@article{59f4a80ff8bd4dbe8a96839421a28489,
title = "Blindness and Visual Impairment in an American Urban Population: The Baltimore Eye Survey",
abstract = "Data on the prevalence of blindness and visual impairment in multiracial urban populations of the United States are not readily available. The Baltimore Eye Survey was designed to address this lack of information and provide estimates of prevalence in age-race subgroups that had not been well studied in the past. A population-based sample of 5300 blacks and whites from east Baltimore, Md, received an ophthalmologic screening examination that included detailed visual acuity measurements. Blacks had, on average, a twofold excess prevalence of blindness and visual impairment than whites, irrespective of definition. Rates rose dramatically with age for all definitions of vision loss, but there was no difference in prevalence by sex. More than 50{\%} of subjects improved their presenting vision after refractive correction, with 7.5{\%} improving three or more lines. Rates in Baltimore are as high or higher than those reported from previous studies. National projections indicate that greater than 3 million persons are visually impaired, 890 000 of whom are bilaterally blind by US definitions.",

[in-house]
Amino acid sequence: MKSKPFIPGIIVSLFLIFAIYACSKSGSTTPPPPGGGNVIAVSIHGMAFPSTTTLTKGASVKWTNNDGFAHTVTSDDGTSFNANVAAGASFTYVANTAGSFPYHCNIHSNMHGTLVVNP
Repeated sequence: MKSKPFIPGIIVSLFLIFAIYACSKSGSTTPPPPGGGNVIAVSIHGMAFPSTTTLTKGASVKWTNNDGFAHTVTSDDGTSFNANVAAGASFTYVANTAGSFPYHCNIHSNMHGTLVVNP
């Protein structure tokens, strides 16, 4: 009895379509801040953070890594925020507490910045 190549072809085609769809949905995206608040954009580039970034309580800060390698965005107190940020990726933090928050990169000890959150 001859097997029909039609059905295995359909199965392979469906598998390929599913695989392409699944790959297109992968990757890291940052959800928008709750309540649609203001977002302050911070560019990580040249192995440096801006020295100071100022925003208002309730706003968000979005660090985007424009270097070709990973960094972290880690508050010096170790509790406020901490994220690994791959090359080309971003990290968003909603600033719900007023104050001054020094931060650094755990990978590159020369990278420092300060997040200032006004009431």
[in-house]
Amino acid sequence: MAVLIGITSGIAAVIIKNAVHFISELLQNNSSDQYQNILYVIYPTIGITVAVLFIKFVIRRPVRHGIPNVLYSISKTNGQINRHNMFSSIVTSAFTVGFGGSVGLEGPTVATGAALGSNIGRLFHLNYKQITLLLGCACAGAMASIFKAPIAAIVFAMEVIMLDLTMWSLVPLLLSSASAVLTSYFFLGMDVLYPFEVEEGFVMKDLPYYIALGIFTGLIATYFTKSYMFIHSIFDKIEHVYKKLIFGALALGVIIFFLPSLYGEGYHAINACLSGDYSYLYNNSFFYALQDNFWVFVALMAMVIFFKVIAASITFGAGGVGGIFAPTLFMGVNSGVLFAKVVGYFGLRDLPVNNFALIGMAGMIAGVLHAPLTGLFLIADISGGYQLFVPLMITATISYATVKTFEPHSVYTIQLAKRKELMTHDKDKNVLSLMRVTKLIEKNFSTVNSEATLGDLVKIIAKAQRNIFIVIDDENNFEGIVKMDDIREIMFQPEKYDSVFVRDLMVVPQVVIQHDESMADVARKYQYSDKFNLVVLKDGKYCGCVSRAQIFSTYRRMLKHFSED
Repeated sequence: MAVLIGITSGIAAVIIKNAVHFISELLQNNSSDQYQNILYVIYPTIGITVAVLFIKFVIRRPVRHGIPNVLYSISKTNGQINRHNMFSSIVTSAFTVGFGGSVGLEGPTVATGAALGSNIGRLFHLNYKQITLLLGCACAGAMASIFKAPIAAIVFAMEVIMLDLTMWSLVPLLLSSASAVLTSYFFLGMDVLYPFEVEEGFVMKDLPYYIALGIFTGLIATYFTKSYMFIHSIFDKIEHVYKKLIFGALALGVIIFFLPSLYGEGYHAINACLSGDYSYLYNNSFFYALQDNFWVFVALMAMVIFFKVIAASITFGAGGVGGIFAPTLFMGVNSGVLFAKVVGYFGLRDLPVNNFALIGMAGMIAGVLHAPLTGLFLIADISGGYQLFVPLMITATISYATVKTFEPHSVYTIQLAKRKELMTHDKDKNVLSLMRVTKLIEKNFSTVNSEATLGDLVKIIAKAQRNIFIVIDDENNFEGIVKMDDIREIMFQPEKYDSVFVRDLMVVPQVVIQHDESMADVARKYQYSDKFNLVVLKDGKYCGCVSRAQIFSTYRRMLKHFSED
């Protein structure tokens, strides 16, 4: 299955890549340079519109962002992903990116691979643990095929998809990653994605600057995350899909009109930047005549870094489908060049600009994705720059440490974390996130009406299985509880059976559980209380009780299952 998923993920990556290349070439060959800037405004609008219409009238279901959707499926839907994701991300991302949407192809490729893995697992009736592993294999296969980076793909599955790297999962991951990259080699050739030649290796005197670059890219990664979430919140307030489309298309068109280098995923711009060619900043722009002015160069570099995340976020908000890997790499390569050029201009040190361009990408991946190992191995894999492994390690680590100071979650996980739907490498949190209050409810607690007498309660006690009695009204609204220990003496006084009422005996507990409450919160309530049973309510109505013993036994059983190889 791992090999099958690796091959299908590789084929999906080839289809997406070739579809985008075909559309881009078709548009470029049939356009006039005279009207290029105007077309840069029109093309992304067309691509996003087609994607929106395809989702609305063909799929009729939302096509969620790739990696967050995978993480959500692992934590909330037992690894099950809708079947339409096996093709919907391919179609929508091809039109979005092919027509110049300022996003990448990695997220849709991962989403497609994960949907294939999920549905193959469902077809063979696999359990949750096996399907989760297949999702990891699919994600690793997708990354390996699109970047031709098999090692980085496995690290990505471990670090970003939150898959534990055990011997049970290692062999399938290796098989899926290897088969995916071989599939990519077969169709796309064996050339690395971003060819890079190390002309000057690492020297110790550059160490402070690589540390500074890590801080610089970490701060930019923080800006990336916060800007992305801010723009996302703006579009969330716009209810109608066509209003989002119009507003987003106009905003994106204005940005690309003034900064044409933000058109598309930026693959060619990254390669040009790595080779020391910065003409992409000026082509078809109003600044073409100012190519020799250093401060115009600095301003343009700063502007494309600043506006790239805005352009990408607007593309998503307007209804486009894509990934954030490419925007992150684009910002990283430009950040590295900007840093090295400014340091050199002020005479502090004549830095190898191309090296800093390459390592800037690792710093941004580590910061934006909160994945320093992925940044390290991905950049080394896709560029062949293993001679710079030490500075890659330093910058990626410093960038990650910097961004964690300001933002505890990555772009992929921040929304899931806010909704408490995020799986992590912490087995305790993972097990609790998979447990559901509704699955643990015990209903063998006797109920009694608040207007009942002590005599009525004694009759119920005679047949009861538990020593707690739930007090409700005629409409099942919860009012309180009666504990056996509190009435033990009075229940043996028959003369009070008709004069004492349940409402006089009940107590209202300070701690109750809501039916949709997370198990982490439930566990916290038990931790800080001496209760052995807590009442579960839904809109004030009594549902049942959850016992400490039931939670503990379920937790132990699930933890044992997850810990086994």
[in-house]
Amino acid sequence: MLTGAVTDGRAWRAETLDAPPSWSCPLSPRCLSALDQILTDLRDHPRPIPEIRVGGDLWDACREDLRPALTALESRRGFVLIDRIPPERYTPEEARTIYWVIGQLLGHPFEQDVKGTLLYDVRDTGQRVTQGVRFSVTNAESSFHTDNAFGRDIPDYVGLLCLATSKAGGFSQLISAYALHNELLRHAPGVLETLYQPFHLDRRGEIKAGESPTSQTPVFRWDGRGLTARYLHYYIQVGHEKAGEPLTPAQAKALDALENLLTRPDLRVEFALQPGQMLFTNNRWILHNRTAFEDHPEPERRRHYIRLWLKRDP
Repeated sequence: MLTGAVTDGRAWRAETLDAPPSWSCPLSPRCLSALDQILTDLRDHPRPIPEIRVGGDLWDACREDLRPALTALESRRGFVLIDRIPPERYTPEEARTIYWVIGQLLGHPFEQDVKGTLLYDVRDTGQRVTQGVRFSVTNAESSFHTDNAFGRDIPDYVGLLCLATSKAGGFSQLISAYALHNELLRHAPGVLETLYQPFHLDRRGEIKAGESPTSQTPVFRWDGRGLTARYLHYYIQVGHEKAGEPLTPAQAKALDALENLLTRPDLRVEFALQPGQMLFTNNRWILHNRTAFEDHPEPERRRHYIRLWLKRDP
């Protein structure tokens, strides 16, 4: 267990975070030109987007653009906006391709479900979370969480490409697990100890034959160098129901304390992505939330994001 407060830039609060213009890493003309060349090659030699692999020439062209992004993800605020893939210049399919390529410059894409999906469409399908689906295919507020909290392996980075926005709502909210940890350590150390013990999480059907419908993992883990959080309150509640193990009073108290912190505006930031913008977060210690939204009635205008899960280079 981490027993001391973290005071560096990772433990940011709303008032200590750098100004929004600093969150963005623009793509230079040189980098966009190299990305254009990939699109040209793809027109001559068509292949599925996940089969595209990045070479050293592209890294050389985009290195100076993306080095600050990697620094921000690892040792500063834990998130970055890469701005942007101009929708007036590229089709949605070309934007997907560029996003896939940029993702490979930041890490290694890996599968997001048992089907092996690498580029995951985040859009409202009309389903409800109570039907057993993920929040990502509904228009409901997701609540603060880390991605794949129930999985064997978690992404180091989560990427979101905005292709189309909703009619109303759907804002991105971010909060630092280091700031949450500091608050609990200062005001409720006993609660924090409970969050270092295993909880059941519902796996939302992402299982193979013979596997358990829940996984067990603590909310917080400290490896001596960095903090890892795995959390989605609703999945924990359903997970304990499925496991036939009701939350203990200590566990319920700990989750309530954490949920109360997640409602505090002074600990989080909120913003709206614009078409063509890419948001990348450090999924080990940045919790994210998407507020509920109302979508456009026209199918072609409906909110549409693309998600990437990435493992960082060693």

author = "Tielsch, {James M.} and Alfred Sommer and Kathe Witt and Joanne Katz and Royall, {Richard M.}",
year = "1990",
doi = "10.1001/archopht.1990.01070040138048",
language = "English (US)",
volume = "108",
pages = "286--290",
journal = "JAMA Ophthalmology",
issn = "2168-6165",
publisher = "American Medical Association",
number = "2",

}

TY - JOUR

T1 - Blindness and Visual Impairment in an American Urban Population

T2 - The Baltimore Eye Survey

AU - Tielsch, James M.

AU - Sommer, Alfred

AU - Witt, Kathe

AU - Katz, Joanne

AU - Royall, Richard M.

PY - 1990

Y1 - 1990